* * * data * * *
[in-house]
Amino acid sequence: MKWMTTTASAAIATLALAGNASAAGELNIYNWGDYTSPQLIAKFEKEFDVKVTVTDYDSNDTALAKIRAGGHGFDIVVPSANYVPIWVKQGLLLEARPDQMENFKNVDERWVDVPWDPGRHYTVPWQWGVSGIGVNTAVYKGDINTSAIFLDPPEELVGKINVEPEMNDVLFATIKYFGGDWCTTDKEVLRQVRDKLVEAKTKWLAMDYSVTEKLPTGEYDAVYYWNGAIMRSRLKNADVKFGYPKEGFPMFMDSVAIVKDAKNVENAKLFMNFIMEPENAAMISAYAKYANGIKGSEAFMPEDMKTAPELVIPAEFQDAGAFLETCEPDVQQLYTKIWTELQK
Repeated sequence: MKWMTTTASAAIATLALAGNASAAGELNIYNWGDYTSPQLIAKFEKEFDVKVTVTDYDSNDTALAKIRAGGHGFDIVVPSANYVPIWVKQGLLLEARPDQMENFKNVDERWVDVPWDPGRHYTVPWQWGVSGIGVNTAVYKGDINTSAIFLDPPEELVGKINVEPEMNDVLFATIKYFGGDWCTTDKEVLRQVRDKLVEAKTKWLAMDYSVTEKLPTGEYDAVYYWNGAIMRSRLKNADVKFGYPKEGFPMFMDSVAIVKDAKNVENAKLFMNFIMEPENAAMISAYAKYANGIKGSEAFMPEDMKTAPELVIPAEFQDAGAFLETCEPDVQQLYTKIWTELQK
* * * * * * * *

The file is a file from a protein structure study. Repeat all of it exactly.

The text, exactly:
[in-house]
Amino acid sequence: MKWMTTTASAAIATLALAGNASAAGELNIYNWGDYTSPQLIAKFEKEFDVKVTVTDYDSNDTALAKIRAGGHGFDIVVPSANYVPIWVKQGLLLEARPDQMENFKNVDERWVDVPWDPGRHYTVPWQWGVSGIGVNTAVYKGDINTSAIFLDPPEELVGKINVEPEMNDVLFATIKYFGGDWCTTDKEVLRQVRDKLVEAKTKWLAMDYSVTEKLPTGEYDAVYYWNGAIMRSRLKNADVKFGYPKEGFPMFMDSVAIVKDAKNVENAKLFMNFIMEPENAAMISAYAKYANGIKGSEAFMPEDMKTAPELVIPAEFQDAGAFLETCEPDVQQLYTKIWTELQK
Repeated sequence: MKWMTTTASAAIATLALAGNASAAGELNIYNWGDYTSPQLIAKFEKEFDVKVTVTDYDSNDTALAKIRAGGHGFDIVVPSANYVPIWVKQGLLLEARPDQMENFKNVDERWVDVPWDPGRHYTVPWQWGVSGIGVNTAVYKGDINTSAIFLDPPEELVGKINVEPEMNDVLFATIKYFGGDWCTTDKEVLRQVRDKLVEAKTKWLAMDYSVTEKLPTGEYDAVYYWNGAIMRSRLKNADVKFGYPKEGFPMFMDSVAIVKDAKNVENAKLFMNFIMEPENAAMISAYAKYANGIKGSEAFMPEDMKTAPELVIPAEFQDAGAFLETCEPDVQQLYTKIWTELQK